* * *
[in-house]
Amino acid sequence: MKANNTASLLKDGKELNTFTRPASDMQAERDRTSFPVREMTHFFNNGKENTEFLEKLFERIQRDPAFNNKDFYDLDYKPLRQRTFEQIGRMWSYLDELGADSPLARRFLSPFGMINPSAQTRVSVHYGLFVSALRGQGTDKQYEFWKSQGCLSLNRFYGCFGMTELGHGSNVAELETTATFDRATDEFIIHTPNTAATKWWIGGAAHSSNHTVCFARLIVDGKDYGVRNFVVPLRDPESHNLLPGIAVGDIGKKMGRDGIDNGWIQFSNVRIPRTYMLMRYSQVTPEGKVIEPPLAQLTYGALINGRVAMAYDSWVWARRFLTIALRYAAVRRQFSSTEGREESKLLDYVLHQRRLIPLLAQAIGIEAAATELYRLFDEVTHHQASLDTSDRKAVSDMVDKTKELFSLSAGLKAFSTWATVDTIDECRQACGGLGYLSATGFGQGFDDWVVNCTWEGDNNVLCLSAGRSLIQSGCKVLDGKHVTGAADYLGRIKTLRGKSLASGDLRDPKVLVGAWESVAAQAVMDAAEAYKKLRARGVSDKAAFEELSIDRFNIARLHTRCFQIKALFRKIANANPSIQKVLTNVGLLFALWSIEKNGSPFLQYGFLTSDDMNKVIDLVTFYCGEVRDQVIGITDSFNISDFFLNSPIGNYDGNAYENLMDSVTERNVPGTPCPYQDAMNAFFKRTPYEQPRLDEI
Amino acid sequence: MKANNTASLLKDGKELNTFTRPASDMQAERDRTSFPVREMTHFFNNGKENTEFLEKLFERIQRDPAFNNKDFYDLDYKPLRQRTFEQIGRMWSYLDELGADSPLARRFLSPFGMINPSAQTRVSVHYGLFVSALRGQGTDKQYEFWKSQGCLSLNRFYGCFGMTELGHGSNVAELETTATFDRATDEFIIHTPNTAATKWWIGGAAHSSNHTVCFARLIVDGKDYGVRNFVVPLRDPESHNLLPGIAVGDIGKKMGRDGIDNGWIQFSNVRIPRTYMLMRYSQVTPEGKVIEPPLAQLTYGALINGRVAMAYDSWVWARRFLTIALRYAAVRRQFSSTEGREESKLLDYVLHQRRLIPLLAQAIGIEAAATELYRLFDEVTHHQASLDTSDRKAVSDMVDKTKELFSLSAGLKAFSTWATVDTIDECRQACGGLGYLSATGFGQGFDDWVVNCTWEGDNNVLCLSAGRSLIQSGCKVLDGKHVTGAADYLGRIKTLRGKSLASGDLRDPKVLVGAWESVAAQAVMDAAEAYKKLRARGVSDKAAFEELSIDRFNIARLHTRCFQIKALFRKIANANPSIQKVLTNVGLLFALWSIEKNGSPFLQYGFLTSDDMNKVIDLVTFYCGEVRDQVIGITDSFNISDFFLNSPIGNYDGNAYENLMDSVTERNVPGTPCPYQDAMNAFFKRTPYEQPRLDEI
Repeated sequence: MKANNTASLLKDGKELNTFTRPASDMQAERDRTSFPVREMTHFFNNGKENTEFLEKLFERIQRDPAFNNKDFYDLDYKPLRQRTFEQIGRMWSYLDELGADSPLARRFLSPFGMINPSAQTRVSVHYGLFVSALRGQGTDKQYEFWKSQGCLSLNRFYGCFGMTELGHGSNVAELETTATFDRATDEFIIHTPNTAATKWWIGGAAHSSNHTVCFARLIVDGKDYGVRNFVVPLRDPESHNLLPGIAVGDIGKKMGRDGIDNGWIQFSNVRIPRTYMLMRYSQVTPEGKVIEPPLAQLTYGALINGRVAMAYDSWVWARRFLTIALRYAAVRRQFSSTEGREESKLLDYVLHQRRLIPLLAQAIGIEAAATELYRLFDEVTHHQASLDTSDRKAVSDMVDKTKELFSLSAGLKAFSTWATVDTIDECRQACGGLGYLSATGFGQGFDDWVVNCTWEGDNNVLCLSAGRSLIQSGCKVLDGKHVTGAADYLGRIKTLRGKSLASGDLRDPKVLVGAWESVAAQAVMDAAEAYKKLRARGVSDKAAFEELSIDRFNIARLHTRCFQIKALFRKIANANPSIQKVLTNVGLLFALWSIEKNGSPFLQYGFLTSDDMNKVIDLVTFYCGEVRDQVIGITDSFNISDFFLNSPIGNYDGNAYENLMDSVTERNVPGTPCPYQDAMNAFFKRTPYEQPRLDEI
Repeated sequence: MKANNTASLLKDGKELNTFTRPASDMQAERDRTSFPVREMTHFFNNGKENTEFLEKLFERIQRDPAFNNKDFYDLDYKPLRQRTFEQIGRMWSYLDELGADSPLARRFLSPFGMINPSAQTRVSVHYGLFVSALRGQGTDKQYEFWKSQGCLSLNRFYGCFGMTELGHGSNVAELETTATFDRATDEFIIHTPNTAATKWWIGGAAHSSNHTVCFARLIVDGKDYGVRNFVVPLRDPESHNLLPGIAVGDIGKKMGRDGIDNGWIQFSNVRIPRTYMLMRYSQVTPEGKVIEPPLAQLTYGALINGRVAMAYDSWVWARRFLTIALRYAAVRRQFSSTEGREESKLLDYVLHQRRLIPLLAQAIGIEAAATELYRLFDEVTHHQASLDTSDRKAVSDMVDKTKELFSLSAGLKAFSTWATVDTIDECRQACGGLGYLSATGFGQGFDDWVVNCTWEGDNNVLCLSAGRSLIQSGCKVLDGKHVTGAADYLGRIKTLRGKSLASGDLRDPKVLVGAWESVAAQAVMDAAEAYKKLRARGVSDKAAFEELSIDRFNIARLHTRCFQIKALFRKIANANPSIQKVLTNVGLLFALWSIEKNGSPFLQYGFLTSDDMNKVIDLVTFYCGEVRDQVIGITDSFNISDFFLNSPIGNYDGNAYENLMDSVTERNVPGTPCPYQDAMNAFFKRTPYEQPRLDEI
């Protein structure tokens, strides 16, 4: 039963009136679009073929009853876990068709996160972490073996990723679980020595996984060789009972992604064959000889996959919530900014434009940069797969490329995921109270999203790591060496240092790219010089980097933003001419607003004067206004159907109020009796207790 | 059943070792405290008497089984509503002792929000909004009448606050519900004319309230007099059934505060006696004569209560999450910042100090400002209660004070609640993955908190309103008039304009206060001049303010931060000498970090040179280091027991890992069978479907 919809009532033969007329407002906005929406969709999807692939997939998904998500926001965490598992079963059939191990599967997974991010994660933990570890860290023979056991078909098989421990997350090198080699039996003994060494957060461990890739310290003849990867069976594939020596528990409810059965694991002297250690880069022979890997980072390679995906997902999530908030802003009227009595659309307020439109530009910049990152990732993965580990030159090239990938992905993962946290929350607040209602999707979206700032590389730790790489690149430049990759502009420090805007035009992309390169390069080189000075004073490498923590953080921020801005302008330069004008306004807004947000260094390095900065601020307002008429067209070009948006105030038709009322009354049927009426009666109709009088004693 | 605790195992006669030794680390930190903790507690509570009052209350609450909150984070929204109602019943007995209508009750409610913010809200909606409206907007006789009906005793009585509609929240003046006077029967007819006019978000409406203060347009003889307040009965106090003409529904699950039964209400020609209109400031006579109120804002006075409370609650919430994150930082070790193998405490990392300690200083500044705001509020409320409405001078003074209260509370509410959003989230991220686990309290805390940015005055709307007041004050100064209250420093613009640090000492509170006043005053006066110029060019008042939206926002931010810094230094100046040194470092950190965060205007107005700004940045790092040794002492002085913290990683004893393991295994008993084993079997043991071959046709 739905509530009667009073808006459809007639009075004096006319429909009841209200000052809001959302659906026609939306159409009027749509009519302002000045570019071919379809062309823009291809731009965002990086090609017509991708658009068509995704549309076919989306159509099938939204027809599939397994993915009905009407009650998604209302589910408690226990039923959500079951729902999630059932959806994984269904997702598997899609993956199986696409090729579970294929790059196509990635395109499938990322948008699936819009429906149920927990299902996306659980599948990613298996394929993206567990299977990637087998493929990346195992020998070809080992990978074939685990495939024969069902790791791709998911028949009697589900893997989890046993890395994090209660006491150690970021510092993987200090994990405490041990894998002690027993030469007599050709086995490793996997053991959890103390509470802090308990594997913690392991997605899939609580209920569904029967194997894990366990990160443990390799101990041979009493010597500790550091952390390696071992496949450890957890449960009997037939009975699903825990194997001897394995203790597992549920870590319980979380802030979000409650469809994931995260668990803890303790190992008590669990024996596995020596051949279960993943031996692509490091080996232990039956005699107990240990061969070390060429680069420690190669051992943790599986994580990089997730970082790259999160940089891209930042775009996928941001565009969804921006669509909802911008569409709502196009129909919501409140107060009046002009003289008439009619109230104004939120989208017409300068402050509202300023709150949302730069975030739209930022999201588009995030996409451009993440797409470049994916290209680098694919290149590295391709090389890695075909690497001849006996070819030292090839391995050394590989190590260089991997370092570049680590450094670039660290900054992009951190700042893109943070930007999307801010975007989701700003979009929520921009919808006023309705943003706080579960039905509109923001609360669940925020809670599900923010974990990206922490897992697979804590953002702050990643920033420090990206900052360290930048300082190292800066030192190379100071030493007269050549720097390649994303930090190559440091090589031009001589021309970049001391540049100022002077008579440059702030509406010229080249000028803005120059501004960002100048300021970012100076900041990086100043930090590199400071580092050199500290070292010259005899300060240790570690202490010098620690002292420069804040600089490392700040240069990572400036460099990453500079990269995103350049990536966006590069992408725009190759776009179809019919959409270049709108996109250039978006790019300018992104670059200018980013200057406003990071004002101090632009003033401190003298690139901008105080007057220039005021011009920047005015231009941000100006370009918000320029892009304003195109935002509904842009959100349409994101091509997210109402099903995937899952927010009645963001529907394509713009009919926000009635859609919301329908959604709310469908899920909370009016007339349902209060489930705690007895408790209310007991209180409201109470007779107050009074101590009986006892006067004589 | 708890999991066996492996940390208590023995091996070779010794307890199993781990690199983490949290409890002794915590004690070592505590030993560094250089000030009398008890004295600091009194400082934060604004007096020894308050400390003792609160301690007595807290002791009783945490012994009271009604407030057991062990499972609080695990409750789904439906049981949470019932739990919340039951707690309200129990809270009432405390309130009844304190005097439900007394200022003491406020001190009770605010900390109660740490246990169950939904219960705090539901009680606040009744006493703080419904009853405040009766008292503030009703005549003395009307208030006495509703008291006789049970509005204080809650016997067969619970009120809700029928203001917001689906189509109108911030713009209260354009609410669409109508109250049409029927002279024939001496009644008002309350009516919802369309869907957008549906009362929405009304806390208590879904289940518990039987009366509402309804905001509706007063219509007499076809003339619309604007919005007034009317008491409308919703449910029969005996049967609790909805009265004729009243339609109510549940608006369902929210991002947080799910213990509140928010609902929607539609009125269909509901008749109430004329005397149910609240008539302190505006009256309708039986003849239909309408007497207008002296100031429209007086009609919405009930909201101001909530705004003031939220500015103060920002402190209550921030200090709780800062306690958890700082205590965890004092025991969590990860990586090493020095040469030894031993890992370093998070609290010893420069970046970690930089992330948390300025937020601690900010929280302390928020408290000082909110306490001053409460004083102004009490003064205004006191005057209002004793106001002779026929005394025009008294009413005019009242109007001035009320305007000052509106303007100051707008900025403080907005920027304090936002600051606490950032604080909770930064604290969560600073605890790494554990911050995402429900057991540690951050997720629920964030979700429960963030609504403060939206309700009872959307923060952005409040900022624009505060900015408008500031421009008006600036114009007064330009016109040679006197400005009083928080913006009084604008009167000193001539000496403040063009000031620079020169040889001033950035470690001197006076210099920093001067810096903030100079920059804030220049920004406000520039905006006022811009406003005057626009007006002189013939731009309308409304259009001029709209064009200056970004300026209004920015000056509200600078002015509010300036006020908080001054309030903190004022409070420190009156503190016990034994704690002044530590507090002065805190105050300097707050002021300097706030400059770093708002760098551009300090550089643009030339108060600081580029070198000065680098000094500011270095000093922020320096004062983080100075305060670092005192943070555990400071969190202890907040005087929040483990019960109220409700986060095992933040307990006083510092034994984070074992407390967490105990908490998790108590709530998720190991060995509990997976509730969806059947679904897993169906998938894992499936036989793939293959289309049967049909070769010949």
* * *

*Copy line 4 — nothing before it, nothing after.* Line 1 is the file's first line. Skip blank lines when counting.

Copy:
Repeated sequence: MKANNTASLLKDGKELNTFTRPASDMQAERDRTSFPVREMTHFFNNGKENTEFLEKLFERIQRDPAFNNKDFYDLDYKPLRQRTFEQIGRMWSYLDELGADSPLARRFLSPFGMINPSAQTRVSVHYGLFVSALRGQGTDKQYEFWKSQGCLSLNRFYGCFGMTELGHGSNVAELETTATFDRATDEFIIHTPNTAATKWWIGGAAHSSNHTVCFARLIVDGKDYGVRNFVVPLRDPESHNLLPGIAVGDIGKKMGRDGIDNGWIQFSNVRIPRTYMLMRYSQVTPEGKVIEPPLAQLTYGALINGRVAMAYDSWVWARRFLTIALRYAAVRRQFSSTEGREESKLLDYVLHQRRLIPLLAQAIGIEAAATELYRLFDEVTHHQASLDTSDRKAVSDMVDKTKELFSLSAGLKAFSTWATVDTIDECRQACGGLGYLSATGFGQGFDDWVVNCTWEGDNNVLCLSAGRSLIQSGCKVLDGKHVTGAADYLGRIKTLRGKSLASGDLRDPKVLVGAWESVAAQAVMDAAEAYKKLRARGVSDKAAFEELSIDRFNIARLHTRCFQIKALFRKIANANPSIQKVLTNVGLLFALWSIEKNGSPFLQYGFLTSDDMNKVIDLVTFYCGEVRDQVIGITDSFNISDFFLNSPIGNYDGNAYENLMDSVTERNVPGTPCPYQDAMNAFFKRTPYEQPRLDEI